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the great inversion

Alan Ehrenhalt begins his book on the transformation of American cities with a story about Chicago. In the winter of 1979, a big snowstorm made the roads impassable. Suburbanites who usually drove downtown to work decided to avoid the highways and take the commuter train instead. The train cars were so crowded that the poorer, mainly black and Hispanic, residents of the inner city couldn't get on. Their anger helped unseat the incumbent mayor of Chicago.

If a similar storm were to hit today, writes Mr. Ehrenhalt, something quite different would happen. The commuters crowding onto the train at the end of the line in the northwest suburbs would be mostly immigrants and minorities. Those who would be left stranded on station platforms nearer to downtown would be well-off professionals.

This is what the author calls the "great inversion." A massive shift in city life is reversing the flight to the suburbs that unfolded in the decades after the Second World War. Affluent people are flooding into central cities – filling up condominium and apartment towers, settling in converted warehouse lofts and renovating old row houses or worker cottages in down-at-heel neighbourhoods. Most immigrants no longer follow the old pattern of settling first in cheap, crowded inner-city housing then moving up to a suburban bungalow when they can afford it. They are heading straight to the 'burbs.

While the American media were fixated on other things, "Our own cities changed right in front of us, changed from year to year, faster than even the most attentive students of urban life could easily keep up with," writes Mr. Ehrenhalt, a journalist who was the long-time editor of Governing magazine, in The Great Inversion and the Future of the American City.

In Chicago, where he grew up, the effects have been startling. Residential towers have popped up around downtown to cater to couples and singles who enjoy the buzz of urban life. Once-blighted neighbourhoods are becoming trendy and rich.

Mr. Ehrenhalt visits Sheffield, three miles from downtown. It was once a simple working-class district. Then, around 1970, it became something close to a slum, with rampant crime and urban decay. Now it is wealthy, with expensive houses and tony coffee shops.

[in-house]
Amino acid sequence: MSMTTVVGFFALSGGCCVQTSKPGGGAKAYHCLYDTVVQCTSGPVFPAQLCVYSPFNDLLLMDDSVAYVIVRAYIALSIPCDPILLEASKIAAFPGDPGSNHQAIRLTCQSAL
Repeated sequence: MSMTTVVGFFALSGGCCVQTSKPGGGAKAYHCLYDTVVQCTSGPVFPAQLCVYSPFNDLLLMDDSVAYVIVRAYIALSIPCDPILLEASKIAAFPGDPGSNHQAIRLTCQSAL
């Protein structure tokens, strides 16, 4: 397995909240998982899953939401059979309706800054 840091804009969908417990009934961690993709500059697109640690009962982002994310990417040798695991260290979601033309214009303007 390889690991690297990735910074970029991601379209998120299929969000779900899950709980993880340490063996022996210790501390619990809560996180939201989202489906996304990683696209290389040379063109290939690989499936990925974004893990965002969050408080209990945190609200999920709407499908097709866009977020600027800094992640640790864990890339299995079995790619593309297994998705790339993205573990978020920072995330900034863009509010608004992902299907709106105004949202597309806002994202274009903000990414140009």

Among other things, the great inversion has made Chicago and other big American cities significantly less black. Chicago's black population has fallen by 180,000, partly because the city tore down dilapidated central-city housing projects, partly because a new black middle-class has moved out.

The inversion has brought a new vitality to many American downtowns, which used to empty out after dark as workers drove off to their distant subdivisions. Now, Mr. Ehrenhalt notes, there are strollers on Wall Street. The New York financial district, almost uninhabited for 200 years, hosts thickets of condo skyscrapers filled with young couples. Philadelphia's Centre City has added 12,000 new condo units and high-end apartments over the past 10 years. At the same time, the suburbs are remaking themselves along more urban lines, with new "town centres" that encourage walking and street life.

The reasons that people fled cities in the past have gone away, Mr. Ehrenhalt notes. The smelly, smokey factories of old have disappeared. The street crime that terrorized the middle-class is down sharply.

Suburban life is looking less and less attractive. High gas prices and growing traffic congestion make car commuting a drag. Smaller families have made the quest for the open spaces and sprawling houses of the suburbs less urgent.

For many young people – retired people, too – the cool place to be is downtown, where they can walk to work and stroll to restaurants, bars or health clubs afterward.

Oddly, Mr. Ehrenhalt doesn't mention Toronto, the North American city where the great inversion may have gone farthest. Hundreds of thousands of immigrants who might have settled downtown in generations before have populated the inner suburbs, parts of which have become poverty traps. The high-rise condo boom has been the most robust on the continent, so far mostly unaffected by the real estate bust that has slowed the inversion south of the border. This week's announcement of the ambitious Mirvish-Gehry project on King Street West is an exclamation point on the trend. Gentrification of core-city neighbourhoods is proceedings at a dazzling pace.

Mr. Ehrenhalt doesn't like the G-word much. "Gentrification," with its implied sneer, has come to mean the migration of urban "gentry" to rundown central-city neighbourhoods. What is happening, he argues, is much bigger than that – "a rearrangement of population across entire metropolitan areas."

As far as I know, no one foresaw the great inversion. Even Jane Jacobs, though she championed integrated downtown neighbourhoods like her own Greenwich Village in New York, thought it was a pipe dream to think the financial district would ever become a thriving residential community. Now, we have strollers on Wall Street. The way cities transform themselves never ceases to amaze.